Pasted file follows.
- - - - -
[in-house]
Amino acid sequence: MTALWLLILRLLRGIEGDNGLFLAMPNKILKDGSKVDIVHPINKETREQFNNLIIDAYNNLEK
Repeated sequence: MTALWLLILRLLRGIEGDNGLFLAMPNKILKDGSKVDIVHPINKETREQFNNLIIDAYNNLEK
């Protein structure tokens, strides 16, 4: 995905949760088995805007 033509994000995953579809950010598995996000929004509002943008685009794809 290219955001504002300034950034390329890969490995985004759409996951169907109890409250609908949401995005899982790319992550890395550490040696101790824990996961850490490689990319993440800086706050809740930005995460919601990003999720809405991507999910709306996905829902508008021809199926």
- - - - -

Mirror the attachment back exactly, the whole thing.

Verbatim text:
[in-house]
Amino acid sequence: MTALWLLILRLLRGIEGDNGLFLAMPNKILKDGSKVDIVHPINKETREQFNNLIIDAYNNLEK
Repeated sequence: MTALWLLILRLLRGIEGDNGLFLAMPNKILKDGSKVDIVHPINKETREQFNNLIIDAYNNLEK
């Protein structure tokens, strides 16, 4: 995905949760088995805007 033509994000995953579809950010598995996000929004509002943008685009794809 290219955001504002300034950034390329890969490995985004759409996951169907109890409250609908949401995005899982790319992550890395550490040696101790824990996961850490490689990319993440800086706050809740930005995460919601990003999720809405991507999910709306996905829902508008021809199926």